WASHINGTON (Reuters) – A U.S. judge on Friday declined to impose a prison sentence for a former FBI lawyer who pleaded guilty to falsifying a document during the agency’s investigation of contacts between former President Donald Trump’s 2016 campaign and Russia.
Judge James Boasberg ordered Kevin Clinesmith, who admitted to altering an email used to justify a government wiretap of former Trump campaign adviser Carter Page, to serve one year’s probation and 400 hours of community service.
Special Counsel John Durham had sought up to six months in prison, suggesting Clinesmith acted out of “political or personal bias” against Trump. Defense lawyers asked the judge for no prison time, saying his action was a mistake. They noted that he and his wife are expecting their first child in March.
Boasberg said an extensive investigation by the Justice Department’s internal watchdog found that Clinesmith had not acted with any political bias. The judge said he saw “no reason to disagree with that.”
A previous investigation by former Special Counsel Robert Mueller found that Page had communicated with Russian contacts while advising Trump’s campaign. That investigation did not prove that Page worked with the Kremlin as it sought to influence the outcome of the election but said his activities “were not fully explained.”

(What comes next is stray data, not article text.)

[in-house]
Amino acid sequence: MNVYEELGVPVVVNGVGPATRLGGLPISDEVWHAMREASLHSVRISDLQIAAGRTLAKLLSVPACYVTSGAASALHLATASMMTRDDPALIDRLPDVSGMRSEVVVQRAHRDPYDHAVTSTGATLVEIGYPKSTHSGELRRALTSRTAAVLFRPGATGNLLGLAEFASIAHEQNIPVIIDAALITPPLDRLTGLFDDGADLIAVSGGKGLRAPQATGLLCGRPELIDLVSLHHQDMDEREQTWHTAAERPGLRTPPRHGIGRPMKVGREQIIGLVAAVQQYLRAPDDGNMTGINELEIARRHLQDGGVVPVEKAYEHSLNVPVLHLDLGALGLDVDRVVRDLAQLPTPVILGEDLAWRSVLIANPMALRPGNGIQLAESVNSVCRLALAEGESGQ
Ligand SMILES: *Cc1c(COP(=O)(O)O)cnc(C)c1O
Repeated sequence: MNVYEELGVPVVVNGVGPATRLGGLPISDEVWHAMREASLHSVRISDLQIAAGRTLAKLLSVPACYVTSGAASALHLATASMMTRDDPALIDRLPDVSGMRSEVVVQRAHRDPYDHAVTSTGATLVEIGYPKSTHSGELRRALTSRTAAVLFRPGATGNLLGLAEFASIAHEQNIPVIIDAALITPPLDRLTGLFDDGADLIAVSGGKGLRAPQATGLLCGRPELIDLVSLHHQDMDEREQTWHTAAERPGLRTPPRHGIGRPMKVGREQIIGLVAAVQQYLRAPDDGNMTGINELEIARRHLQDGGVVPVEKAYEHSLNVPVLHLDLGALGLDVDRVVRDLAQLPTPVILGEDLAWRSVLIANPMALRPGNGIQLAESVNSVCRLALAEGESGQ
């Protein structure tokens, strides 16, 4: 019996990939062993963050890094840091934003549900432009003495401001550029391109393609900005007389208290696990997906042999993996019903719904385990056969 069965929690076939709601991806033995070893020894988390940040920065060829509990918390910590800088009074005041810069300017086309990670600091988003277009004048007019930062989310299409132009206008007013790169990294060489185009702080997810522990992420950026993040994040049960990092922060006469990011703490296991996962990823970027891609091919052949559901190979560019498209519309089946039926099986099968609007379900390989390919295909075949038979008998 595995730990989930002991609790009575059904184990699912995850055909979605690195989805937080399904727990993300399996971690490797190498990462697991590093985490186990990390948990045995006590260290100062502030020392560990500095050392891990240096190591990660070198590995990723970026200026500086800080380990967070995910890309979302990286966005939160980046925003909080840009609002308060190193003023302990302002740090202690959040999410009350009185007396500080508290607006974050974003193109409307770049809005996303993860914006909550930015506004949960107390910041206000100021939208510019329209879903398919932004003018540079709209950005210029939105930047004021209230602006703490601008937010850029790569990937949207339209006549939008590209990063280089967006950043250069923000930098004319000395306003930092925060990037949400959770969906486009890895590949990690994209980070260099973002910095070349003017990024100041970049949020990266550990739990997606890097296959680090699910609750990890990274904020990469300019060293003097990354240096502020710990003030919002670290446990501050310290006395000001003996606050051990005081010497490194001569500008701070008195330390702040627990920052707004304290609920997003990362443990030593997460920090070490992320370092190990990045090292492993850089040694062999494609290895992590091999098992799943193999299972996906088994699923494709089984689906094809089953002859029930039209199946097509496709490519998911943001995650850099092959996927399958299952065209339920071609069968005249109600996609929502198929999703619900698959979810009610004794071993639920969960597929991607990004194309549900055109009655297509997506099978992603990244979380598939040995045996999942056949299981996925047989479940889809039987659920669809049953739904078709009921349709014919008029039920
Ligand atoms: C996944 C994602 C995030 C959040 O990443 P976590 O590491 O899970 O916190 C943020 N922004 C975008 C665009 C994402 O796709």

Trump called the Mueller investigation a “witch hunt” and sought to portray the 2016 FBI investigation as part of a scheme to harm him politically.
At Friday’s hearing, Page said he had “no desire to see (Clinesmith) suffer.”
Former Attorney General Bill Barr tapped Durham in 2019 to investigate the U.S. officials who probed the Trump-Russia contacts. The case against Clinesmith so far is the only charge to come out of Durham’s investigation.
In his guilty plea, Clinesmith admitted he inserted words into an email to make it appear falsely that Page had not been a past “operational contact” for the CIA.
Clinesmith’s lawyers argued that their client believed that Page had been a “subsource” rather than “source” for the CIA.
Clinesmith “genuinely believed he was conveying accurate information,” they wrote in a court filing.
(Reporting by Mark Hosenball and Sarah N. Lynch; Editing by Will Dunham and Grant McCool)